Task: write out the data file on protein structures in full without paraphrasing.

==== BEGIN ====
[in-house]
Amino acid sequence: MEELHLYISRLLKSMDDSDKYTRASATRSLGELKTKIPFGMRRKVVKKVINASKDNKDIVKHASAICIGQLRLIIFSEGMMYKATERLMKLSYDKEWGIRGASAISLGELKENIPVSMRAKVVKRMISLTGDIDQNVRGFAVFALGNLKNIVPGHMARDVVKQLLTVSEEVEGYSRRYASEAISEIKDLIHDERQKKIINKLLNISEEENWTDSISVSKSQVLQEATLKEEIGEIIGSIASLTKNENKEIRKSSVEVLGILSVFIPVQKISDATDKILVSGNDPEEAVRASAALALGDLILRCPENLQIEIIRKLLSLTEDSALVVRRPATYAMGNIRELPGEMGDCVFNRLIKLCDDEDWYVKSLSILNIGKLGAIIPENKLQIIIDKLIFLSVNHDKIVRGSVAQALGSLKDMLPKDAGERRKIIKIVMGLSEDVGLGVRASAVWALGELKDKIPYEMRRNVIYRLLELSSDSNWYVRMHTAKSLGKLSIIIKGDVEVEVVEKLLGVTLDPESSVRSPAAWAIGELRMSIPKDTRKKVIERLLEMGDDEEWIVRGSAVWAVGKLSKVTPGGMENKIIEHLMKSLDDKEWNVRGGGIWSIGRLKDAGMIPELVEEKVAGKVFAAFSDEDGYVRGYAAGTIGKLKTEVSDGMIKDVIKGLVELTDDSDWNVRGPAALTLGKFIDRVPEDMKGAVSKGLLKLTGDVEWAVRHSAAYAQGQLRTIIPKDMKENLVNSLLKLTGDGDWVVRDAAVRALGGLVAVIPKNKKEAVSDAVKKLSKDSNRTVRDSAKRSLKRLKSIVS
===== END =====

[in-house]
Amino acid sequence: MEELHLYISRLLKSMDDSDKYTRASATRSLGELKTKIPFGMRRKVVKKVINASKDNKDIVKHASAICIGQLRLIIFSEGMMYKATERLMKLSYDKEWGIRGASAISLGELKENIPVSMRAKVVKRMISLTGDIDQNVRGFAVFALGNLKNIVPGHMARDVVKQLLTVSEEVEGYSRRYASEAISEIKDLIHDERQKKIINKLLNISEEENWTDSISVSKSQVLQEATLKEEIGEIIGSIASLTKNENKEIRKSSVEVLGILSVFIPVQKISDATDKILVSGNDPEEAVRASAALALGDLILRCPENLQIEIIRKLLSLTEDSALVVRRPATYAMGNIRELPGEMGDCVFNRLIKLCDDEDWYVKSLSILNIGKLGAIIPENKLQIIIDKLIFLSVNHDKIVRGSVAQALGSLKDMLPKDAGERRKIIKIVMGLSEDVGLGVRASAVWALGELKDKIPYEMRRNVIYRLLELSSDSNWYVRMHTAKSLGKLSIIIKGDVEVEVVEKLLGVTLDPESSVRSPAAWAIGELRMSIPKDTRKKVIERLLEMGDDEEWIVRGSAVWAVGKLSKVTPGGMENKIIEHLMKSLDDKEWNVRGGGIWSIGRLKDAGMIPELVEEKVAGKVFAAFSDEDGYVRGYAAGTIGKLKTEVSDGMIKDVIKGLVELTDDSDWNVRGPAALTLGKFIDRVPEDMKGAVSKGLLKLTGDVEWAVRHSAAYAQGQLRTIIPKDMKENLVNSLLKLTGDGDWVVRDAAVRALGGLVAVIPKNKKEAVSDAVKKLSKDSNRTVRDSAKRSLKRLKSIVS